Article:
Dr. Rogers Smith, a professor of political science at the University of Pennsylvania, chairs the Penn Program on Democracy, Citizenship and Constitutionalism. He is a scholar in constitutional law and American political thought, with a special interest in questions of citizenship, race, ethnicity and gender. He is author of numerous publications including Still a House Divided: Race & Politics in Obama’s America (with Desmond S. King).
Quote: "Political scientists have long noted that Congress has been re-enacting the Voting Rights Act without careful attention to whether its remedies are well tailored to address current abuses, and that left the law legally vulnerable. It addresses some problems that no longer exist and misses newer ones. But in a country with a long history of voting discrimination, there is no question that a strong Voting Rights Act is still needed -- and Shelby County's record of altering electoral systems for invidious purposes is a prime example of why that is so."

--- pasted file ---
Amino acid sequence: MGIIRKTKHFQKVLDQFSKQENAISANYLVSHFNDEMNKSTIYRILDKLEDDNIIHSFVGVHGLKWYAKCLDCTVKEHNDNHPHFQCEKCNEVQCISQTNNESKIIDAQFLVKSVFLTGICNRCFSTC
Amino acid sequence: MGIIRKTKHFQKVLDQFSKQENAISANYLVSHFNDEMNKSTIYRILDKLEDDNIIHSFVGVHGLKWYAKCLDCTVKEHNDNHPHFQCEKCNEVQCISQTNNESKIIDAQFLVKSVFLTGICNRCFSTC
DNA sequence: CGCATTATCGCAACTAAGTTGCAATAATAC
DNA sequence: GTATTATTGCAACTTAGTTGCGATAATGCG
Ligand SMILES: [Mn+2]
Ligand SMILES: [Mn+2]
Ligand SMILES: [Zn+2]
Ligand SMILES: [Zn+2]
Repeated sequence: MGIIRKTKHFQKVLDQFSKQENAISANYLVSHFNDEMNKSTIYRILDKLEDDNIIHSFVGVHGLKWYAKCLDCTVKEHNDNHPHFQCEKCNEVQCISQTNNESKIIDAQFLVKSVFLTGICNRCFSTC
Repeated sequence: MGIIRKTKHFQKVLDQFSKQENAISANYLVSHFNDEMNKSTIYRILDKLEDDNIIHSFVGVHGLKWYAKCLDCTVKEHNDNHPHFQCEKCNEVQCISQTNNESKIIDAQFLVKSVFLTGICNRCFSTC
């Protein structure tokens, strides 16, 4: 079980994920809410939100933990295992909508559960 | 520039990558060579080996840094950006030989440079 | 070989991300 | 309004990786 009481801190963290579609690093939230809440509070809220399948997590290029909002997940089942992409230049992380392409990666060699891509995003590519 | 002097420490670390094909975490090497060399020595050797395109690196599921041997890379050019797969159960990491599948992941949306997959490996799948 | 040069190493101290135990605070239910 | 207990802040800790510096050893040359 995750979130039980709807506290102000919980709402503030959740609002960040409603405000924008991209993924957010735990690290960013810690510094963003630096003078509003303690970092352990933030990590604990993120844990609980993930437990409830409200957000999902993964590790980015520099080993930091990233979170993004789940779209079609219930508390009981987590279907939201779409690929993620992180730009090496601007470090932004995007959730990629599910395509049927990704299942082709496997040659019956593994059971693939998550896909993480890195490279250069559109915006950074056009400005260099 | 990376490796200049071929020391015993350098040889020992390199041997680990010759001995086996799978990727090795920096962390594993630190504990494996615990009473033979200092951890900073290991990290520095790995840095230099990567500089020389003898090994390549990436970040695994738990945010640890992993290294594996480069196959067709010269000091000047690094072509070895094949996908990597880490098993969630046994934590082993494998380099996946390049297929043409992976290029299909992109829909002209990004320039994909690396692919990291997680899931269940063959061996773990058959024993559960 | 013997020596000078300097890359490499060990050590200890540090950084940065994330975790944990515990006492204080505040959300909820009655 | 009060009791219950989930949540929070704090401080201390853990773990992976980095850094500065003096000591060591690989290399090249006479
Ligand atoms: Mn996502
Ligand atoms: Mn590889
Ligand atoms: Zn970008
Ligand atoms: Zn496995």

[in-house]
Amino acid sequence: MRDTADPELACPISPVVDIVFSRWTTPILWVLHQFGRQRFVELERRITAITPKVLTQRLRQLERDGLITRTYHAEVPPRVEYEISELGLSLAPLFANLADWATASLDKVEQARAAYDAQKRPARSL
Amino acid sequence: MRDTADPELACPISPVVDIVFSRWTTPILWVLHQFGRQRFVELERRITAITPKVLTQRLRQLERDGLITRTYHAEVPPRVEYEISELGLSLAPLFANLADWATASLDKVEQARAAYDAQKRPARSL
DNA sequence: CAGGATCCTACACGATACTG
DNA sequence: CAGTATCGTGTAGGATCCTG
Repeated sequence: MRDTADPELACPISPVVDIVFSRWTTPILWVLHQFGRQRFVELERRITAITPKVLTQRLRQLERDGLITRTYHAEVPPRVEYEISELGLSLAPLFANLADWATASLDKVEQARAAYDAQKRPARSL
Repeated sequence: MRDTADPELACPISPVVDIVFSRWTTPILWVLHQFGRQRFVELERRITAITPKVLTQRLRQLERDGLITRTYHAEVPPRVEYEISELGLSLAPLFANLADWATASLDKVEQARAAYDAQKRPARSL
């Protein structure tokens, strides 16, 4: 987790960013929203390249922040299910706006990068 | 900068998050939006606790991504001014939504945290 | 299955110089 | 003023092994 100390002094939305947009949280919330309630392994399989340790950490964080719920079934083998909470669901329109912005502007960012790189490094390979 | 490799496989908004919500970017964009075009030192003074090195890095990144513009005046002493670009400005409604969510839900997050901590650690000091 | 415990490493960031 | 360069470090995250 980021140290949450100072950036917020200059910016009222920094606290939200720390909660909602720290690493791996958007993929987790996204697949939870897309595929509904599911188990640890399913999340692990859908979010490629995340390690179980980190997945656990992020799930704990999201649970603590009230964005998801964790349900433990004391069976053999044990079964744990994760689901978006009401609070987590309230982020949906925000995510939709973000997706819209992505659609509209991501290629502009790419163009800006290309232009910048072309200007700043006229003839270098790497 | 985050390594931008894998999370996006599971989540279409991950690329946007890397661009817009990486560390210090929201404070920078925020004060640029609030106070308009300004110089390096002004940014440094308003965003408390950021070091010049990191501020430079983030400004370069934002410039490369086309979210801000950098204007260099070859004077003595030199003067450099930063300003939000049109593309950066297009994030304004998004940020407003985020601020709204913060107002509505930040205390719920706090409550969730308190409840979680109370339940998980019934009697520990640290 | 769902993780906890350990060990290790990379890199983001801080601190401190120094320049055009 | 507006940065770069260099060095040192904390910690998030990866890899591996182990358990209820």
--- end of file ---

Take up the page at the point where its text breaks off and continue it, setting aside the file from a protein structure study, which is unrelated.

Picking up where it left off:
Media contact: Jacquie Posey at 215-898-6460 or firstname.lastname@example.org
Quote: “In his Shelby County v. Holder majority opinion invalidating a key portion of the Voting Rights Act of 1965, Chief Justice Roberts stressed that ‘things have changed dramatically’ over the past 50 years and that ‘history did not end in 1965.’ These words are clearly apt when applied to the Supreme Court’s decision the following day striking down the Defense of Marriage Act; few could have imagined on DOMA’s passage in 1996 that public (and judicial) attitudes would shift so substantially in favor of same-sex marriage in less than two decades.
“Yet the theme of a changed world is more problematic and ambiguous within the realm of unequal minority access to political power, the issue area where the Chief Justice made those assertions in the Shelby case.” Read more
Media contact: Steve Barnes at 215-898-5181